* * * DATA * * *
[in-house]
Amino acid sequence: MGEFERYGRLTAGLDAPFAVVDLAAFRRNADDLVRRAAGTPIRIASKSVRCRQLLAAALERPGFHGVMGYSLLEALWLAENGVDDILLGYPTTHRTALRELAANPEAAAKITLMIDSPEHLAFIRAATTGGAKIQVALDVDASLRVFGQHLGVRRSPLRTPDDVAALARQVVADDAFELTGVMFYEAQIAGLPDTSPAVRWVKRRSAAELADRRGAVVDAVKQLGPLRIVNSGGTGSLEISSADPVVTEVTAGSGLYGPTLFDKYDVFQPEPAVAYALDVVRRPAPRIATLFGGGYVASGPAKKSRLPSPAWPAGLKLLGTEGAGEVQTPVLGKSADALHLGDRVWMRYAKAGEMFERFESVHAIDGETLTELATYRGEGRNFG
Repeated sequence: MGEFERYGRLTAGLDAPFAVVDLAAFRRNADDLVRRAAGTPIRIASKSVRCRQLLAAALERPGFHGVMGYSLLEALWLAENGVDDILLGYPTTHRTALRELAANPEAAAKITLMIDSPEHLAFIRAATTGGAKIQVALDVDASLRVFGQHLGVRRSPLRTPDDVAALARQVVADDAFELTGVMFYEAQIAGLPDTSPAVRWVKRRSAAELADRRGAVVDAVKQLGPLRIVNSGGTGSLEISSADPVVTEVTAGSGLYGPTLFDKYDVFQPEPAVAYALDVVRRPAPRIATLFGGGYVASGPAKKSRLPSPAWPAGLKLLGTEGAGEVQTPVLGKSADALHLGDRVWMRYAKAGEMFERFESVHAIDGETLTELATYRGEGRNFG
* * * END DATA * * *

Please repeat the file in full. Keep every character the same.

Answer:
[in-house]
Amino acid sequence: MGEFERYGRLTAGLDAPFAVVDLAAFRRNADDLVRRAAGTPIRIASKSVRCRQLLAAALERPGFHGVMGYSLLEALWLAENGVDDILLGYPTTHRTALRELAANPEAAAKITLMIDSPEHLAFIRAATTGGAKIQVALDVDASLRVFGQHLGVRRSPLRTPDDVAALARQVVADDAFELTGVMFYEAQIAGLPDTSPAVRWVKRRSAAELADRRGAVVDAVKQLGPLRIVNSGGTGSLEISSADPVVTEVTAGSGLYGPTLFDKYDVFQPEPAVAYALDVVRRPAPRIATLFGGGYVASGPAKKSRLPSPAWPAGLKLLGTEGAGEVQTPVLGKSADALHLGDRVWMRYAKAGEMFERFESVHAIDGETLTELATYRGEGRNFG
Repeated sequence: MGEFERYGRLTAGLDAPFAVVDLAAFRRNADDLVRRAAGTPIRIASKSVRCRQLLAAALERPGFHGVMGYSLLEALWLAENGVDDILLGYPTTHRTALRELAANPEAAAKITLMIDSPEHLAFIRAATTGGAKIQVALDVDASLRVFGQHLGVRRSPLRTPDDVAALARQVVADDAFELTGVMFYEAQIAGLPDTSPAVRWVKRRSAAELADRRGAVVDAVKQLGPLRIVNSGGTGSLEISSADPVVTEVTAGSGLYGPTLFDKYDVFQPEPAVAYALDVVRRPAPRIATLFGGGYVASGPAKKSRLPSPAWPAGLKLLGTEGAGEVQTPVLGKSADALHLGDRVWMRYAKAGEMFERFESVHAIDGETLTELATYRGEGRNFG